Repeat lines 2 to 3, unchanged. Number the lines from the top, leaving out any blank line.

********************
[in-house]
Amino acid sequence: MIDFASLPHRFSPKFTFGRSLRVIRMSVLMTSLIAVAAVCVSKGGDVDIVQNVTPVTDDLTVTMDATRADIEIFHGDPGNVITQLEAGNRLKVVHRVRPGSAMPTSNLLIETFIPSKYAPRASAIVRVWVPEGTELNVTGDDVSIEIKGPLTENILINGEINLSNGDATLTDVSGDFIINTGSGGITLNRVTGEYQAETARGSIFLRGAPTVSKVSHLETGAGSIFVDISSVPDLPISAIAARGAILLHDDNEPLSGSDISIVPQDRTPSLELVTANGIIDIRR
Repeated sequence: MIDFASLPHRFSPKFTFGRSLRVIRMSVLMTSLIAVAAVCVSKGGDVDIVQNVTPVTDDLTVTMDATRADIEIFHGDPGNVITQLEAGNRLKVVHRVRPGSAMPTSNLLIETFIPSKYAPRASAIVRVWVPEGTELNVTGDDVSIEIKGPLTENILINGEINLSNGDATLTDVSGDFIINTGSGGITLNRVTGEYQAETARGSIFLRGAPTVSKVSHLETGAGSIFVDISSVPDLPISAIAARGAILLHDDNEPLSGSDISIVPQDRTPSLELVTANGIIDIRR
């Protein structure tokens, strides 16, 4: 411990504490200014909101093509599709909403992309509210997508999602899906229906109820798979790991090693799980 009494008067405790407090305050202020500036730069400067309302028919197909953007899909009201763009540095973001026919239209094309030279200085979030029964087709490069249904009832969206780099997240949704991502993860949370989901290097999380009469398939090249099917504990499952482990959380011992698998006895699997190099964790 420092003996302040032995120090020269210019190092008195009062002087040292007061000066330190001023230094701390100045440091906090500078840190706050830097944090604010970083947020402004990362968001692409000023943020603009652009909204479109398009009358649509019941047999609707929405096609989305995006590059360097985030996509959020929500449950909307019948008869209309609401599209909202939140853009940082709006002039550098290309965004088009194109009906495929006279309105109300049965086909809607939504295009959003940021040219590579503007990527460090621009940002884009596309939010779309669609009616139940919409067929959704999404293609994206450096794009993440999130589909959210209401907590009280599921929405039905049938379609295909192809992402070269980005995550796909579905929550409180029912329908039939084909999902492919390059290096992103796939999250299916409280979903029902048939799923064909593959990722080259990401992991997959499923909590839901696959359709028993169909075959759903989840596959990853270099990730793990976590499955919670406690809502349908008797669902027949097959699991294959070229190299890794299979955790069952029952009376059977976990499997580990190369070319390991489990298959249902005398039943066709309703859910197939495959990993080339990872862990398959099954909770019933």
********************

Amino acid sequence: MIDFASLPHRFSPKFTFGRSLRVIRMSVLMTSLIAVAAVCVSKGGDVDIVQNVTPVTDDLTVTMDATRADIEIFHGDPGNVITQLEAGNRLKVVHRVRPGSAMPTSNLLIETFIPSKYAPRASAIVRVWVPEGTELNVTGDDVSIEIKGPLTENILINGEINLSNGDATLTDVSGDFIINTGSGGITLNRVTGEYQAETARGSIFLRGAPTVSKVSHLETGAGSIFVDISSVPDLPISAIAARGAILLHDDNEPLSGSDISIVPQDRTPSLELVTANGIIDIRR
Repeated sequence: MIDFASLPHRFSPKFTFGRSLRVIRMSVLMTSLIAVAAVCVSKGGDVDIVQNVTPVTDDLTVTMDATRADIEIFHGDPGNVITQLEAGNRLKVVHRVRPGSAMPTSNLLIETFIPSKYAPRASAIVRVWVPEGTELNVTGDDVSIEIKGPLTENILINGEINLSNGDATLTDVSGDFIINTGSGGITLNRVTGEYQAETARGSIFLRGAPTVSKVSHLETGAGSIFVDISSVPDLPISAIAARGAILLHDDNEPLSGSDISIVPQDRTPSLELVTANGIIDIRR